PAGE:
Effect of pH on fluoride removal

The effects of pH, within a range of 4.5 ± 0.1 to 9.7 ± 0.1, on fluoride removal by the composite AC-AlCe-5, were presented in Figure 3(c). Sorption of F at a pH value of 4.5 ± 0.1 was observed to be 1.77 ± 0.28 mg/g and with an increase in pH value to 5, it reduces to 1.35 ± 0.27 mg/g. With further increase in pH the sorption capacity of F decreases slightly, and at a pH value of 9.7, the F removal capacity by the composite reached 1.18 ± 0.082 mg/g. In brief, over a wide range of pH (5 to 10), the effect of pH on F removal is negligible. This phenomenon can make this composite suitable for treating water or wastewater from different sources having a wide range of pH. The maximum F removal efficiency within a pH range of 4 to 5 was observed in a few other studies by different metal-based composite (Chai et al. 2013; He et al. 2014). AC-AlCe-5 composite has a typical characteristic where, with a wide range of initial pH (4.5–9.7), the equilibrium (or final) pH of the treated water was restricted within a narrow range (4.2 to 6.3, Figure 3(c)). This characteristic of the composite can make it suitable for treating drinking water from various sources.

CONCLUSION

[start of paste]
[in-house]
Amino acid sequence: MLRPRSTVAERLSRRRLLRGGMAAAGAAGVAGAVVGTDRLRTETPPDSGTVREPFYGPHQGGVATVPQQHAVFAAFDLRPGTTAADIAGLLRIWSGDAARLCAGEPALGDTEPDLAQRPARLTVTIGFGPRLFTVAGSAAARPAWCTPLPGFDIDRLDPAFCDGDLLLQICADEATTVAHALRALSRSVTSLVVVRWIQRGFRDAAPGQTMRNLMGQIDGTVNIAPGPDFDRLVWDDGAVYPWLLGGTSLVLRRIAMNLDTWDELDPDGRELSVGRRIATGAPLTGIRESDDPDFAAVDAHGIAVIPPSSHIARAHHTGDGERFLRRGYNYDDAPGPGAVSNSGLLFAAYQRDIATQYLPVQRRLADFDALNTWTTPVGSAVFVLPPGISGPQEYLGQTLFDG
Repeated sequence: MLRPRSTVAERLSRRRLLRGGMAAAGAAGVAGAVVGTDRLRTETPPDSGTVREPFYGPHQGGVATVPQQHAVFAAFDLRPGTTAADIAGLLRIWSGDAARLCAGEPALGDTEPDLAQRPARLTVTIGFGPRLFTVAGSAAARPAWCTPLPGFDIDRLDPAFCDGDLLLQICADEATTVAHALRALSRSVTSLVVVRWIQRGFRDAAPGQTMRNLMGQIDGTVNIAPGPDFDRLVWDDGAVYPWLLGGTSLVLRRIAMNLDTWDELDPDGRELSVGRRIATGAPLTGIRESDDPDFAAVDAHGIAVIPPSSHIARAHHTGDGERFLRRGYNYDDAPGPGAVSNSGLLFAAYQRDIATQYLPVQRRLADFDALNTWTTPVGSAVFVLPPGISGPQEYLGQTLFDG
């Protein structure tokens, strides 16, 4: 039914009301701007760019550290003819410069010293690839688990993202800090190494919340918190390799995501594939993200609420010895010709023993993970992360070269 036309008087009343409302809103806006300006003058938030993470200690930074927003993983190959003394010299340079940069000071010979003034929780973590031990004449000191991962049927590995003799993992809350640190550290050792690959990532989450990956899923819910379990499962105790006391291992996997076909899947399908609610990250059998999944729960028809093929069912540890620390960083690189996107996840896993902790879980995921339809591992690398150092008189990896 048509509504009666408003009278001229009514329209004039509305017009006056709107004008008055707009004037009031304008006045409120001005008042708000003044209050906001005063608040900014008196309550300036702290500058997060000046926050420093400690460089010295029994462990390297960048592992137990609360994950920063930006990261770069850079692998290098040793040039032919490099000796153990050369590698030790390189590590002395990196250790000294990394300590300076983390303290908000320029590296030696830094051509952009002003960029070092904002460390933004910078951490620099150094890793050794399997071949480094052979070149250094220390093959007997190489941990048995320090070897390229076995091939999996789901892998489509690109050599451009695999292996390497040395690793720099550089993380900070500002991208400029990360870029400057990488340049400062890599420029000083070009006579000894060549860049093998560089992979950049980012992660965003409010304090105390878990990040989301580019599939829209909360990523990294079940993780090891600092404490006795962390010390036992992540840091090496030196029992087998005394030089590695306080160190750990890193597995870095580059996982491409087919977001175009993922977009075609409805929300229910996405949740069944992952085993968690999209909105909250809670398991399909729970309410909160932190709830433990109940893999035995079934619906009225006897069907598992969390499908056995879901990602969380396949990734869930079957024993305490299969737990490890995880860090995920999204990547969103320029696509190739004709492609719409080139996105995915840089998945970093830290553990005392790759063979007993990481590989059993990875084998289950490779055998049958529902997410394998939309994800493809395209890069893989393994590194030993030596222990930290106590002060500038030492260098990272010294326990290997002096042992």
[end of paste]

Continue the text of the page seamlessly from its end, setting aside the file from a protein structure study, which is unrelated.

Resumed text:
Impregnation of a small amount of suitable metal can enhance the fluoride removal efficiency significantly, compared to unmodified granular activated carbon. Fluoride sorption rate by the composite is reasonably fast (3.6 /h). Sorption of the composite follows the Freundlich isotherm model, with 1/n value less than 1. This suggests, even at low fluoride concentration, which is more relevant for natural groundwater conditions, that removal of fluoride from the water will be efficient. FTIR analysis confirms strong chemical bonding between fluoride and oxides of Al and Ce metal impregnated within the pores spaces of AC. Furthermore, fluoride removal was observed to be reasonably consistent over a wide range of pH (5 to 10). This sorption behavior indicates that the composite has the potential for treating water and wastewater from different sources. Leachate of cerium in the solution is insignificant, which makes cerium suitable for use as an adsorbent. However, a considerable quantity of Al is released into the water, which reduces the performance of the composite. Thus, there is future scope to synthesize novel composite with limited use of Al.